Research: Trends in US Emergency Department Visits for Mental Health, Overdose, and Violence Outcomes Before and During the COVID-19 Pandemic
Authors: Kristin Holland, MPH; Christopher Jones. PharmD, DrPH, MPH; Alana Vivolo-Kantor, MPH; and colleagues.
Abstract/Extract: Question—Did US emergency department (ED) visits for mental health, suicide attempts, overdose, and violence outcomes change during the COVID-19 pandemic? Answer—This study of almost 190 million ED visits found that visit rates for mental health conditions, suicide attempts, all drug and opioid overdoses, intimate partner violence, and child abuse and neglect were higher in mid-March through October 2020, during the COVID-19 pandemic, compared with the same period in 2019.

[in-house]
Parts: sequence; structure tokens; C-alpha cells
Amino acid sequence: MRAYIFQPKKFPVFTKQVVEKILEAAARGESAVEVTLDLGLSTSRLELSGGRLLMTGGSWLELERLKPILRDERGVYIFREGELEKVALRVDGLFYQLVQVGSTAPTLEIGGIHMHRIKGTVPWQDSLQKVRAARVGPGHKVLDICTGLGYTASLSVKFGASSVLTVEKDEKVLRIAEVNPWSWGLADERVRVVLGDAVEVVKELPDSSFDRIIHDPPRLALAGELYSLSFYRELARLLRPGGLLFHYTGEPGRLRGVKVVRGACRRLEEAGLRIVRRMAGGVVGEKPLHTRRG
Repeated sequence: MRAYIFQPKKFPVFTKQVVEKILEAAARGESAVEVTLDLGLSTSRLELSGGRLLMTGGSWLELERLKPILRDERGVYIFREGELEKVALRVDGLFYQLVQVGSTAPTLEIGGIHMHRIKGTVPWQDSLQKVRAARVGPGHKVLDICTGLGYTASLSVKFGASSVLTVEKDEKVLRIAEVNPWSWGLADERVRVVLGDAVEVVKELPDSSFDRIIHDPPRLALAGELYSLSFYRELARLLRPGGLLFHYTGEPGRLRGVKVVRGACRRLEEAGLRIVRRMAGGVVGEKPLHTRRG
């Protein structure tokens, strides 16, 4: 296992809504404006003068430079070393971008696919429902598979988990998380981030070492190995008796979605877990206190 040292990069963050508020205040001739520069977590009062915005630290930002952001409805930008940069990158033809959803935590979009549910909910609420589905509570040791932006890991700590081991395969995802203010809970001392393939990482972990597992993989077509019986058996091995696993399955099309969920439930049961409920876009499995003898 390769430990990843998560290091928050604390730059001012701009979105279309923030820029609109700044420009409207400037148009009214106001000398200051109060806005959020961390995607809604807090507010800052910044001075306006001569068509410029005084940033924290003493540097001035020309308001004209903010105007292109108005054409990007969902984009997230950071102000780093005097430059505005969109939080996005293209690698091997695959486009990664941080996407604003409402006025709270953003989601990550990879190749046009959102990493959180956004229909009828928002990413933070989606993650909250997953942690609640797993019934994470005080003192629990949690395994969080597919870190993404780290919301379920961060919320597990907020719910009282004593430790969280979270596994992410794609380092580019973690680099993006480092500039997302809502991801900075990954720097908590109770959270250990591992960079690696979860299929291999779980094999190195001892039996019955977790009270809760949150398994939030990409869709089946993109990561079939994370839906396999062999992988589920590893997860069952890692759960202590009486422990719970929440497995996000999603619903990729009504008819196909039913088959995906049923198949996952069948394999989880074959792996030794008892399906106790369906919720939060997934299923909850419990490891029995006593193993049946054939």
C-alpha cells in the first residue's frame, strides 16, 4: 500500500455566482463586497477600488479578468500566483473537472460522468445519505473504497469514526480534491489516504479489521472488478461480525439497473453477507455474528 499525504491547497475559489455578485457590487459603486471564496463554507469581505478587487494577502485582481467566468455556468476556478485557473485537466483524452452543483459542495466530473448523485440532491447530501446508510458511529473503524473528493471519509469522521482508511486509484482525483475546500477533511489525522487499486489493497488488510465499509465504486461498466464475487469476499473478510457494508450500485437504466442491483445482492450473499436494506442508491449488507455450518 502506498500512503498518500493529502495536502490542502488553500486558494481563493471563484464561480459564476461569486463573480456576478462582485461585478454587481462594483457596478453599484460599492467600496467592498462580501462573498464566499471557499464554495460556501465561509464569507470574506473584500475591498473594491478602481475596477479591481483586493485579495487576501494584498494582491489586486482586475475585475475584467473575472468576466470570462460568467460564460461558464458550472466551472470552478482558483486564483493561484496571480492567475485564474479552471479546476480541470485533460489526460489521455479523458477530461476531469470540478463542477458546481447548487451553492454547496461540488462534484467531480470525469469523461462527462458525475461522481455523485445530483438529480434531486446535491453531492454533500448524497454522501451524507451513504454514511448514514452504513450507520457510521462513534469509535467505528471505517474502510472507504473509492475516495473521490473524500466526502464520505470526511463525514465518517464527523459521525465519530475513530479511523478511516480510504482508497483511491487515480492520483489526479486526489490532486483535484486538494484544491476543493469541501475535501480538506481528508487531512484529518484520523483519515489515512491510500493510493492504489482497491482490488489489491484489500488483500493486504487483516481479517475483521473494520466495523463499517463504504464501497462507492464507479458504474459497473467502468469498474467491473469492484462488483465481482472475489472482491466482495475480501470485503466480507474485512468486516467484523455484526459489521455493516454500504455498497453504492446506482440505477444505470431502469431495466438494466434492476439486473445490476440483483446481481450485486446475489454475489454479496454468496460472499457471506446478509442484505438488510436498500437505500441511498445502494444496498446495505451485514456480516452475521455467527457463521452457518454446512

Importance: These findings suggest that ED use and priorities for care-seeking shifted during the COVID-19 pandemic, underscoring mental health, substance use, and violence risk screening and prevention needs during public health crises. it is likely that COVID-19 and associated mitigation measures will have impacts that far outlast the short-term emergency period. Findings underscore the need for continued MHC, suicide, OD, and violence prevention messages, screening, and interventions at individual, relationship, community, and societal levels, as well as longitudinal surveillance to track the long-term impacts of COVID-19.
Availability: Published in JAMA Psychiatry.